This big Viburnum is a native critter-magnet, providing ample cover with its lustrous foliage. In spring, flat heads of small white flowers attract butterflies and native insects; prized by native birds and critters for its tons of berries in the fall. Hardy and easy to grow.
Perfect screen or specimen plant
Important food source for wildlife in the winter
Fruit is edible for humans right off the plant
Attracts butterflies and other beneficial insects
Huge nectar source for native insects
Host plant for the little blue Spring Azure butterfly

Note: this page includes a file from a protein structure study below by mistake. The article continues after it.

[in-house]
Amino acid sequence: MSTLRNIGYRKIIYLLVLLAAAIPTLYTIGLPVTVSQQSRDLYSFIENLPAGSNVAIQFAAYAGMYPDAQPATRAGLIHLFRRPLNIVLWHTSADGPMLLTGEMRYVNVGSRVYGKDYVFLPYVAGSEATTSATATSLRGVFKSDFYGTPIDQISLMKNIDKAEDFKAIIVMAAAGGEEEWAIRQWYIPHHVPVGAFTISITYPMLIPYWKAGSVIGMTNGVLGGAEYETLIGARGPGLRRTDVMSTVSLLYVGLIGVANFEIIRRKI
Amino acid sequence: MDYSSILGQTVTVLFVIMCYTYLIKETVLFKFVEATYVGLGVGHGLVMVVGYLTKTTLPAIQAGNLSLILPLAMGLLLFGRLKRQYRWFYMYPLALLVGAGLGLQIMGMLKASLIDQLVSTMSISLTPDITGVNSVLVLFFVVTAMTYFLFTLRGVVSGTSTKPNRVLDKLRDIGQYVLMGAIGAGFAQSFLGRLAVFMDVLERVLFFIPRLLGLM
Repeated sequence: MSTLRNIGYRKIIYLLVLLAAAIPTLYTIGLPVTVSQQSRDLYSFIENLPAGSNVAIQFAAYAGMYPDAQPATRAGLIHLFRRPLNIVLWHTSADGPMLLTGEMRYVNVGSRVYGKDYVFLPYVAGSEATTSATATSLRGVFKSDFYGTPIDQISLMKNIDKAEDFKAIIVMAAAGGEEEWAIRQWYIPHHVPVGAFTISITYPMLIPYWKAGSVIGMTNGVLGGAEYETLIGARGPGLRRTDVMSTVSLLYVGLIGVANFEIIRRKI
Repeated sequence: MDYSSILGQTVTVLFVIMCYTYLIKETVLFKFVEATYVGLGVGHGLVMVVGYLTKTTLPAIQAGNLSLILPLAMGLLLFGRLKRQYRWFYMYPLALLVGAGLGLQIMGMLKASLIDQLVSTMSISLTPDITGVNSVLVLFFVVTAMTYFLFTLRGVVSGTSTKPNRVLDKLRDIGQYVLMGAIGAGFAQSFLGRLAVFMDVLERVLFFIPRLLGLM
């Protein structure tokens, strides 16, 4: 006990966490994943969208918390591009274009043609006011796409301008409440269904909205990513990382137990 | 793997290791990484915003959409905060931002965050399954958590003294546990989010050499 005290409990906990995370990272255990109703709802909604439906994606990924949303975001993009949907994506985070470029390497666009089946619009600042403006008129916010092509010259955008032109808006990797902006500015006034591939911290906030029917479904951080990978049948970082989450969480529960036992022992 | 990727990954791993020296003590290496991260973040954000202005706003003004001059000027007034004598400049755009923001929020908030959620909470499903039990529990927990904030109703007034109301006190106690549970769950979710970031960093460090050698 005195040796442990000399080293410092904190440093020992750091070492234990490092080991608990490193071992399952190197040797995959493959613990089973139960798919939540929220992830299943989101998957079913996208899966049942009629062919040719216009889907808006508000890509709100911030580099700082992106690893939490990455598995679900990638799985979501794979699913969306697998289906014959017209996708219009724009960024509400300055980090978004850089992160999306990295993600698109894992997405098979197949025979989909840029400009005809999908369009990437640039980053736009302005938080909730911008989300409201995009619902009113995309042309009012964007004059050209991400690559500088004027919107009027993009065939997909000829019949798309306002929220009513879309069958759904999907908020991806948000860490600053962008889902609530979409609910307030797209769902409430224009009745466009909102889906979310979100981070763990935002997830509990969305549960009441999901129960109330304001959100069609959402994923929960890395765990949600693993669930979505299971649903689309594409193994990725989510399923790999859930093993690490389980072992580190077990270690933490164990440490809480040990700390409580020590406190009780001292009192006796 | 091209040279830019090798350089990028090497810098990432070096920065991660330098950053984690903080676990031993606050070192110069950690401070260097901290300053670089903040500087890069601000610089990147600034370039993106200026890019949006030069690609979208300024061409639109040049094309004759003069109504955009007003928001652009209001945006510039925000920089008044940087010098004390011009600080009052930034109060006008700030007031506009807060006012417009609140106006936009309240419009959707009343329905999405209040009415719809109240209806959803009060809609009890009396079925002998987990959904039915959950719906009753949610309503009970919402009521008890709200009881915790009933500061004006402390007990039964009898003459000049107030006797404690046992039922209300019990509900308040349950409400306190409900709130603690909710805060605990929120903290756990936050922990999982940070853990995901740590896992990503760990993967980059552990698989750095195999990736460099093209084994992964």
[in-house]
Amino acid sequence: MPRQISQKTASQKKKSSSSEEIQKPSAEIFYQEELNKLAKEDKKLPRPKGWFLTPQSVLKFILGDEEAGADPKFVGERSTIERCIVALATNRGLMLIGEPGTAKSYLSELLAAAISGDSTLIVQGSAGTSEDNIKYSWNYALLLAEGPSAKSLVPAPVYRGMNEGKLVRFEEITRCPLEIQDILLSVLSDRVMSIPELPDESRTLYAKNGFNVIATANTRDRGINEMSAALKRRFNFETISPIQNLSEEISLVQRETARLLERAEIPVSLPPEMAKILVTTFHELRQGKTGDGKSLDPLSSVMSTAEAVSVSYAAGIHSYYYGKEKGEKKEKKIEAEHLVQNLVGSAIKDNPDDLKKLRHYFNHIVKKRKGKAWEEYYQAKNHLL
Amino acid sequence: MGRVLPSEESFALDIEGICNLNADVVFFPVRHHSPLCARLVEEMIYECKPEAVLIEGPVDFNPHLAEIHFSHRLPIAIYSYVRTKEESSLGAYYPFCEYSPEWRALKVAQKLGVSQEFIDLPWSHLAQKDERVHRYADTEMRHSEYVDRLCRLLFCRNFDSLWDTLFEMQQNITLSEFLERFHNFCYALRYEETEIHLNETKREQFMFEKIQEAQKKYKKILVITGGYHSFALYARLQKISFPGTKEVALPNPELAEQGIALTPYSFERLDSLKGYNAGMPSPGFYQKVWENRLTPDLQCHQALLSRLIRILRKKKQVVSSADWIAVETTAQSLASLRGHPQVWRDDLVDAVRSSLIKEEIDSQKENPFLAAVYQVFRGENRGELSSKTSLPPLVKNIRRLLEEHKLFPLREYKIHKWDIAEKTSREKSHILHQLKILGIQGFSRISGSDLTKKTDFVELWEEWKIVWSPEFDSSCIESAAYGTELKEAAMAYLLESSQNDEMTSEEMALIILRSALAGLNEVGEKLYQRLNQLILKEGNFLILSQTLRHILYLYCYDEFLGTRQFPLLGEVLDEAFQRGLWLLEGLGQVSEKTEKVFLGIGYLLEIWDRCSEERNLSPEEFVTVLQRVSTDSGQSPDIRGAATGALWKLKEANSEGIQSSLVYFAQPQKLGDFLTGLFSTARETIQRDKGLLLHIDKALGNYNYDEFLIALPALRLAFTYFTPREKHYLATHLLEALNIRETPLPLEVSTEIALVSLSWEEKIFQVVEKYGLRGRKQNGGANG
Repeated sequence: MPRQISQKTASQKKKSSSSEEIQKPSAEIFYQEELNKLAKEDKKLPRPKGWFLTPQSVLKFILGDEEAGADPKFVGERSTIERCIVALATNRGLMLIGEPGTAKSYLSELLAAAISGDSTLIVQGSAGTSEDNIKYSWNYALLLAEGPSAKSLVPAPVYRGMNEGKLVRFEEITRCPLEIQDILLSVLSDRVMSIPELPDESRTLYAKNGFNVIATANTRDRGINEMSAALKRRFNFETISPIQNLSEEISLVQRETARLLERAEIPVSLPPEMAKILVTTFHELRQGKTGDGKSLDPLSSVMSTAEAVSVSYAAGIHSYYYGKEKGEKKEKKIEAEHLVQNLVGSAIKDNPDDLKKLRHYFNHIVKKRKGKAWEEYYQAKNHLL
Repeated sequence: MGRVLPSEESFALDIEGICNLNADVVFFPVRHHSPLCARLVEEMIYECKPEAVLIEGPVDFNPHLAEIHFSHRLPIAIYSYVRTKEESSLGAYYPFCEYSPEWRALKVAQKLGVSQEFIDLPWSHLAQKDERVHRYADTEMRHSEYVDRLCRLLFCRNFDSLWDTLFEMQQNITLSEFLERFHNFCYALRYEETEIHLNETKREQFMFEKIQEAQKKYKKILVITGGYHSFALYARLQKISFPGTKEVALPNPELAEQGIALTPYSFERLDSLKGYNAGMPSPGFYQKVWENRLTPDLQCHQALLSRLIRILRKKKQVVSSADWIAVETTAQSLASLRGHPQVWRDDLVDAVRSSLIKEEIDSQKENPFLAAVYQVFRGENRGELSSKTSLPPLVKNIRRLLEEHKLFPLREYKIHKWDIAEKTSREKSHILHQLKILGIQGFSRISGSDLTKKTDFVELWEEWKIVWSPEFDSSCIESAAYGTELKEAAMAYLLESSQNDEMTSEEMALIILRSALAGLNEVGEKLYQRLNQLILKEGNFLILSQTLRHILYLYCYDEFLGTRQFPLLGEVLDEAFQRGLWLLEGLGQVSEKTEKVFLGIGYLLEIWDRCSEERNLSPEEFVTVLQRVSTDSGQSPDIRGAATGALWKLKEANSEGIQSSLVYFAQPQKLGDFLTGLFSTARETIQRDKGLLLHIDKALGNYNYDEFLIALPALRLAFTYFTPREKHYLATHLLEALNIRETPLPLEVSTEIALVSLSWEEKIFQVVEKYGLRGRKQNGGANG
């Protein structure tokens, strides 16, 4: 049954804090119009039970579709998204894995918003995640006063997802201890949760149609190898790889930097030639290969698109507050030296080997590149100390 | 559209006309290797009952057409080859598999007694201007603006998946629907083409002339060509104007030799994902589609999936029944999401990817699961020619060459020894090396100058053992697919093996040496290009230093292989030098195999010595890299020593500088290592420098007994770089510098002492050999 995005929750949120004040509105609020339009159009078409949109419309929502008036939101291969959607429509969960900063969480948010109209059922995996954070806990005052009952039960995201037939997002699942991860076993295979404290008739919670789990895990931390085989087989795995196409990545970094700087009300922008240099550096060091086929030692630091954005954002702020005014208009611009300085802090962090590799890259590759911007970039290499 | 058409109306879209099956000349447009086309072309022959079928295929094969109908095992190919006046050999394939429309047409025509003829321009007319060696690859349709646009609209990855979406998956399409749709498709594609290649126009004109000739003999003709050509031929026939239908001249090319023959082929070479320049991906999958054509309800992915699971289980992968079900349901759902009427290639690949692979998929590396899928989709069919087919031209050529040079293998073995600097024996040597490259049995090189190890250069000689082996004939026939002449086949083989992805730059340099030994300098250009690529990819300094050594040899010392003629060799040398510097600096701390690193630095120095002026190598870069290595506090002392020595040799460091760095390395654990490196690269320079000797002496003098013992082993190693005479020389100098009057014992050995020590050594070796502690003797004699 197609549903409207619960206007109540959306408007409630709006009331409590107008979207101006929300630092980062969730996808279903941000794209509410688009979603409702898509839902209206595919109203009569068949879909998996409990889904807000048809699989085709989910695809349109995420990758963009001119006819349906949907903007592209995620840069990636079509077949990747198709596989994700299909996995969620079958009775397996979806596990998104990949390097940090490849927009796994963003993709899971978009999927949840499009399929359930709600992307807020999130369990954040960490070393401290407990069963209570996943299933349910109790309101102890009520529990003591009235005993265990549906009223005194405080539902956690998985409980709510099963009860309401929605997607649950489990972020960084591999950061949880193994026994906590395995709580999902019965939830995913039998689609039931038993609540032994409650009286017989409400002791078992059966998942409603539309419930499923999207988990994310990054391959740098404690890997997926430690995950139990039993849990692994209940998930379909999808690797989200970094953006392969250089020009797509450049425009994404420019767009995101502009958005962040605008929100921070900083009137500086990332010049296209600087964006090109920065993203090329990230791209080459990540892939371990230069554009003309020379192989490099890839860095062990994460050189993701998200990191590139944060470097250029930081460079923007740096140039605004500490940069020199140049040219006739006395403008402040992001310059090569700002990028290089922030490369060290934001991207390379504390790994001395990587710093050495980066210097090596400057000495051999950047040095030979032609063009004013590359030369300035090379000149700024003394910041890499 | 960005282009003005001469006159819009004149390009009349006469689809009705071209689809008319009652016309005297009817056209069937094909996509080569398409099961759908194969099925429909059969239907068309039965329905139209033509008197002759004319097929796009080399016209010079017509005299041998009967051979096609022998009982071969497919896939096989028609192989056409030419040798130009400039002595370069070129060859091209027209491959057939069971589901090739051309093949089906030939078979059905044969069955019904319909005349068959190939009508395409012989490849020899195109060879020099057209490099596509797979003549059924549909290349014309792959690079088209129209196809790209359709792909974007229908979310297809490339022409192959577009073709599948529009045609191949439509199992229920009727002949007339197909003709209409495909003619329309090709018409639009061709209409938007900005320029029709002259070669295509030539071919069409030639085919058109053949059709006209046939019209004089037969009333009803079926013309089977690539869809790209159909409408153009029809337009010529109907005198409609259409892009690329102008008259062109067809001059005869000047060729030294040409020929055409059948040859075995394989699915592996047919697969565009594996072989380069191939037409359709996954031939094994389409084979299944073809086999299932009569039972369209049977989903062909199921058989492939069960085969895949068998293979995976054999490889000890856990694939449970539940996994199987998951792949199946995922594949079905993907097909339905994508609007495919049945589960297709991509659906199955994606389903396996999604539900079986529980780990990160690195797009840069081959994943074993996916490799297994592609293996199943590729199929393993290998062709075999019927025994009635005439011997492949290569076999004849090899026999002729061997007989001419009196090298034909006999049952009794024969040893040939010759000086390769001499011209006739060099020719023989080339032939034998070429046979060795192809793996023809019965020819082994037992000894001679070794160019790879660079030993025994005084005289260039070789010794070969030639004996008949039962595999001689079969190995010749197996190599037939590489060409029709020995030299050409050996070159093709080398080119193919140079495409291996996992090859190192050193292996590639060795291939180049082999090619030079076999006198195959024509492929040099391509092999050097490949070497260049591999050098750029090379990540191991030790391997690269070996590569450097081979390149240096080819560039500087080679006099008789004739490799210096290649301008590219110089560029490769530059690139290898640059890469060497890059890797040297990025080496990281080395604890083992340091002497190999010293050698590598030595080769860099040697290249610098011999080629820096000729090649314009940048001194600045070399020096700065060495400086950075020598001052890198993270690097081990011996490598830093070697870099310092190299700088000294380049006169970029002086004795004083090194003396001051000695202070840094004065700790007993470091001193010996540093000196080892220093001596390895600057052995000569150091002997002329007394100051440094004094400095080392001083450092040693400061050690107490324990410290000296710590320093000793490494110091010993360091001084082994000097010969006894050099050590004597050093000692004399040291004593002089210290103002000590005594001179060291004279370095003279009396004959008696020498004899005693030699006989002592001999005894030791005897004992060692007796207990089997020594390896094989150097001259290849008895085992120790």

Rich open woods and stream banks from Montana south to Colorado and east to Maine and Virginia.
Map Credit: The Biota of North America Map Key: Green (native), Teal (native, adventive), Blue (present), Yellow (present & rare), Red (extinct)
Most songbirds travel at night. They spend the daylight hours resting and searching for food in the unfamiliar places where they stop to rest. It is thought that the lower night temperatures and stiller air make better flying conditions.
Plant in average, medium, well-drained soil in full sun to part shade. Prune after the flowers fade if necessary.